Gordon Holmes (@gordonholmes): SummerSlam is a few short days away, we’ve got “The Best” vs. “The Beast.” What can we expect from this Sunday’s showdown?
Paul Heyman (@heymanhustle):  On Sunday, you can expect “The Beast” Brock Lesnar to prove that having Paul Heyman in his corner makes him “The Best in the World” over and above CM Punk’s claim to that accolade.
Holmes: But surely there was something you saw in CM Punk that made you want to partner with him.
Heyman: CM Punk and I together were the best in the world. We held the WWE Championship for 434 consecutive days, the longest WWE Title reign of the past 25 years. Think about that. Names like Hulk Hogan, Shawn Michaels, “Stone Cold” Steve Austin, The Rock, The Undertaker, all first-ballot Hall of Famers, and yet none of them could hold the championship as long CM Punk and I together. Obviously I saw in CM Punk a sports entertainer that I could mold into being part of a combination with me as the absolute best act on the planet. But without me? He’s only half the equation and I have “The Beast” Brock Lesnar with me.
Holmes: From a physical standpoint, it doesn’t look so good for Mr. Punk. But, Punk’s been overcoming those kinds of odds his entire career. Does that concern you?
Heyman: It doesn’t concern me, but it’s certainly part of the equation. I didn’t pick CM Punk out of obscurity and turn him into the top box office attraction for WWE because his skills were without merit. He is, in my opinion, the most serious threat to Brock Lesnar’s reign of dominance in WWE today. The only problem for CM Punk is that Brock Lesnar has made a career out of obliterating those threats.

Holmes: Wrestlemania had to have been very special for you. You had Brock in a main event against HHH, you had Punk in a main event against The Undertaker, and it all took place in your backyard at MetLife Stadium. Now that we’ve got two of the “Paul Heyman Guys” going toe-to-toe at SummerSlam, where does this one rank for you?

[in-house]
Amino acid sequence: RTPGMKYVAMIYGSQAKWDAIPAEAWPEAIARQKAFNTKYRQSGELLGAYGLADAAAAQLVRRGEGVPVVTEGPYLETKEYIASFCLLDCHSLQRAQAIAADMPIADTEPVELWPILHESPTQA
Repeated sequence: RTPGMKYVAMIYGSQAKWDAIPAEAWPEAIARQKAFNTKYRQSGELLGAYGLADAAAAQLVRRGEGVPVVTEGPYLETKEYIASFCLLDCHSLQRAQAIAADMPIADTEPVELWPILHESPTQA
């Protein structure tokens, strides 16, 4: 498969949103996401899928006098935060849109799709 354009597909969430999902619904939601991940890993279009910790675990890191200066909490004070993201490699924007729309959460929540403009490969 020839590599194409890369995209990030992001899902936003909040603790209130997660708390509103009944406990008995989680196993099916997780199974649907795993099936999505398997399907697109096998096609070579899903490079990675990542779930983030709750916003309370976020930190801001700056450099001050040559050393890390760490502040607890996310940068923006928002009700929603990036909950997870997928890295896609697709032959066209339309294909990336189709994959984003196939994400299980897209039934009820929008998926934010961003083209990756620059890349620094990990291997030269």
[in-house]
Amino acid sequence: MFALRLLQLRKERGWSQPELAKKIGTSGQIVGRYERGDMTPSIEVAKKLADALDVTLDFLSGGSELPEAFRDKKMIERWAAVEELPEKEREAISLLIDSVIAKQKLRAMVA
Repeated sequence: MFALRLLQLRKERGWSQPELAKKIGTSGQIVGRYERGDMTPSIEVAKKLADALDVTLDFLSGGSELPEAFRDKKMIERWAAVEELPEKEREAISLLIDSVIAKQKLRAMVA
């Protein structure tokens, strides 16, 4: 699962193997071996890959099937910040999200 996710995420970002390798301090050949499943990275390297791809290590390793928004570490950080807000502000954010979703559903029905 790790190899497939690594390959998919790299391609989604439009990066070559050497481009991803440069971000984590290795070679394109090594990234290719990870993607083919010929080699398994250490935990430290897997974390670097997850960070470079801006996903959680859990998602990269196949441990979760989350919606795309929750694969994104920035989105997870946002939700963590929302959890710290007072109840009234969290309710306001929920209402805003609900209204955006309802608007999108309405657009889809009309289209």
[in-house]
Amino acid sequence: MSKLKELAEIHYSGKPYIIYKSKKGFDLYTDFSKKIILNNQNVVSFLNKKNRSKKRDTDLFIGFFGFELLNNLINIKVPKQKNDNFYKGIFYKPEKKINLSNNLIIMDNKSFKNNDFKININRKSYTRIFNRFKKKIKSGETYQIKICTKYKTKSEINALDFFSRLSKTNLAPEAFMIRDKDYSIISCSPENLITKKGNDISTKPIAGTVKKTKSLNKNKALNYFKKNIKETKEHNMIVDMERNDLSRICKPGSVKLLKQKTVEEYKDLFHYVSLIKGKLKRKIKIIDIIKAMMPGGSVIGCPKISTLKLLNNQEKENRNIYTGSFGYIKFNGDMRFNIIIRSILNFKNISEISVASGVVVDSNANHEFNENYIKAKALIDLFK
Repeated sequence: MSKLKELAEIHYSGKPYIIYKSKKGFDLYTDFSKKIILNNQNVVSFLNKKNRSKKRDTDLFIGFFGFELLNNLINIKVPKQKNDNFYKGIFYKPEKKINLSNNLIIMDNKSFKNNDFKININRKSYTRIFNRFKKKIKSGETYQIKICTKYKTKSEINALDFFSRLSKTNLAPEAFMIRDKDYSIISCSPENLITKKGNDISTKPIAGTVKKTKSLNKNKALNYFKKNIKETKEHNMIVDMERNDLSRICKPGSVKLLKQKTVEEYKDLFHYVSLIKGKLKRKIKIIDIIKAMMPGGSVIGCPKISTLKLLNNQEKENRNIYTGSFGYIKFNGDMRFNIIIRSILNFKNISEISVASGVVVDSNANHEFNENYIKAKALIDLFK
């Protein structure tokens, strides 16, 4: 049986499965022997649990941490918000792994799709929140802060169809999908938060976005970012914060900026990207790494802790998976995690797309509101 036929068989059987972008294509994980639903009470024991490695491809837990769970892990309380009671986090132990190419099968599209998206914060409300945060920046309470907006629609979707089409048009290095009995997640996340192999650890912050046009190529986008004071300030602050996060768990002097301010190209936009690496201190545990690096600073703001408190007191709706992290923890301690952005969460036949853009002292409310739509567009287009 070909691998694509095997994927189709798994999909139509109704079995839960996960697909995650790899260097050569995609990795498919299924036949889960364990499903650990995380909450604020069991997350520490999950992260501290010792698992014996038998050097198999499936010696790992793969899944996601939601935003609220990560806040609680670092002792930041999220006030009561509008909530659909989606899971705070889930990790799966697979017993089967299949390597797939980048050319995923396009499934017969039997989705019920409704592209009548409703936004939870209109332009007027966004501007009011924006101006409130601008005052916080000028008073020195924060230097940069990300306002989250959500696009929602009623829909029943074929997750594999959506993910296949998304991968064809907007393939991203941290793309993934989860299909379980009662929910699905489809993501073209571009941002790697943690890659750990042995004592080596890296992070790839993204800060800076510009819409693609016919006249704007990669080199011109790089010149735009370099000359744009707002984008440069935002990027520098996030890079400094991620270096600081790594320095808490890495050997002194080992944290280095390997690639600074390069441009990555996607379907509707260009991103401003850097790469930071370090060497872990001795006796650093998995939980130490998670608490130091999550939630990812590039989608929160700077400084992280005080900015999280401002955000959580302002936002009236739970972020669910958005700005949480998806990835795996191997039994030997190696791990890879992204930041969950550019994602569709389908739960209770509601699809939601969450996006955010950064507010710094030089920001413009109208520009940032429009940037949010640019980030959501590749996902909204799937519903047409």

Heyman: It’s huge. Nothing short of it. And probably even bigger than that adjective. It’s exhilarating for me because you have the most unique, the most gifted athlete in the history of the WWE, or UFC, or college athletics in Brock Lesnar, going against a wrestler who probably has more heart, more determination, and the ability to overcome the odds better than anybody else that I’ve ever come across in my entire career in CM Punk. It’s a fascinating match-up. It won’t be over in 30 seconds. This is going to be an all-night affair. There’s an old expression in the professional wrestling business; “This match will be worth the price of admission.” I humbly suggest that Brock Lesnar vs. CM Punk is worth the price of admission alone.
Holmes: Last Monday, an angry Brock Lesnar turns to you and says, “Paul, say something stupid.” How do you keep a straight face?
Heyman: He wanted me to say something stupid! Brock Lesnar is a man who thinks in a far different way than your average beast walking down the street. This is a once-in-a-lifetime athlete. Brock made his point, he told the world, “I, Brock Lesnar, am better than CM Punk.” So, what else is there for us to say?

Holmes: The WWE Title match at SummerSlam will be John Cena squaring off against Daniel Bryan. Daniel Bryan seems to have “Paul Heyman Guy” written all over him.